Lactose hydrogen breath test
This is a simple, noninvasive test wherein the patient receives a lactose load and the breath is measured for hydrogen every 15 to 30 minutes for up to 3 hours. The test looks for increased levels of hydrogen, which normally peaks in 90 to 120 minutes following the load. At 78% and 98%, respectively, the sensitivity and specificity are superior to the absorption test.11 It is considered the most reliable and cost-effective test for diagnosing lactose malabsorption.12 This test has largely replaced the lactose tolerance test if testing is needed.
The test is noted to be more reliable than history alone because patients think they are lactose intolerant and turn out not to be, and vice versa.2
Recent antibiotics, high-fiber diets, small intestinal bacterial overgrowth, intestinal motility disorders, and a lack of hydrogen-producing bacteria in the gut can lead to false-positive and false-negative results.2
Postprandial hypoglycemia is considered a contraindication. Although uncommon, migraines, stomach cramping, panic attacks, dizziness, and allergy-like reactions all have been reported as adverse effects of testing, and anyone performing these tests should be prepared to address them.12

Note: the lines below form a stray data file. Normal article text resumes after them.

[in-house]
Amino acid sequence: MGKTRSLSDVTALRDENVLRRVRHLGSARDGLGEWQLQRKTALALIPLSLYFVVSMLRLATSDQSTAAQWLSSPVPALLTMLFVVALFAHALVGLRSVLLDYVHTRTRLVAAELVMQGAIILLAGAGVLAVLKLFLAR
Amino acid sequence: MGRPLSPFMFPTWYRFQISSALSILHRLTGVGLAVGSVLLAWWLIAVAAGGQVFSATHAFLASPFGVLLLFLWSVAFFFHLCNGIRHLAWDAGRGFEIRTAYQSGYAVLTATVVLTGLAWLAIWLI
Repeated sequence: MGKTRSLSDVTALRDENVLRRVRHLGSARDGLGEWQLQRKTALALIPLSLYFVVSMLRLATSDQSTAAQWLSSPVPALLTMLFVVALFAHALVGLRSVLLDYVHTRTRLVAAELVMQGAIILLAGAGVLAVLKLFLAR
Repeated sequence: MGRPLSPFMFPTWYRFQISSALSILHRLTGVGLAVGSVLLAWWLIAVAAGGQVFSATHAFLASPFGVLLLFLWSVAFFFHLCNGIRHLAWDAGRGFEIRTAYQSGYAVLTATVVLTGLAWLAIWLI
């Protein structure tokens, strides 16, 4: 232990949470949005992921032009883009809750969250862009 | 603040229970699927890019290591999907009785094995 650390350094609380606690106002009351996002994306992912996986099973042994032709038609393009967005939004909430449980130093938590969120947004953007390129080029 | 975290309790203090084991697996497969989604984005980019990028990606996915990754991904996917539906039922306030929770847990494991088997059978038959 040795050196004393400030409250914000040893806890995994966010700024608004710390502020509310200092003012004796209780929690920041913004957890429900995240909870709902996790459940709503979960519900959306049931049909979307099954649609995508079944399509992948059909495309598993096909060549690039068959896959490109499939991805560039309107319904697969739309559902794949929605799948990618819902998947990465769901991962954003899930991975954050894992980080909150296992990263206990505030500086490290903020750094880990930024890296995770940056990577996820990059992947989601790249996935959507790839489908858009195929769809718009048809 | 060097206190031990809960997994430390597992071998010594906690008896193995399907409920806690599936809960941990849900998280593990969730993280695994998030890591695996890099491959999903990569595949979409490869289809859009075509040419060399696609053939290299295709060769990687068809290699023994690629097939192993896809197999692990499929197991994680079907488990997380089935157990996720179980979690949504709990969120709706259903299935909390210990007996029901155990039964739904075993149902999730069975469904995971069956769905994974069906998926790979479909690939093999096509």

Lactose tolerance test
In this more-invasive test, children are administered a lactose load (2 g/kg). Blood glucose levels are monitored at 0, 60, and 120 minutes. Development of symptoms with an increased blood sugar of 20 mg/dL is diagnostic. In adult populations, the sensitivity and specificity are reported as 75% and 96%, respectively.13 In general, the lactose tolerance test is no longer deemed appropriate for clinical practice.6
Small bowel biopsy and genetic testing are also available. Small bowel biopsies are rarely performed because of the availability of the sensitive and specific noninvasive tests mentioned above. Likewise, genetic tests for malabsorption are rarely performed because of cost.
Ruling out other causes
Because symptoms of lactose intolerance are vague, children should be evaluated for secondary causes, including:
· Bacterial overgrowth;
· Infectious (eg, Giardia);
· Celiac disease;
· Inflammatory bowel disease such as Crohn disease; and
· Prematurity/developmental lactase deficiency.
Ingestion of large amounts of sorbitol or other simple carbohydrates can lead to osmotic diarrhea and symptoms similar to lactose intolerance. In older adolescents, the pediatrician may need to also consider surreptitious laxative use. Finally, the pediatrician should consider cow’s milk allergy in patients who continue symptoms after lactose restriction.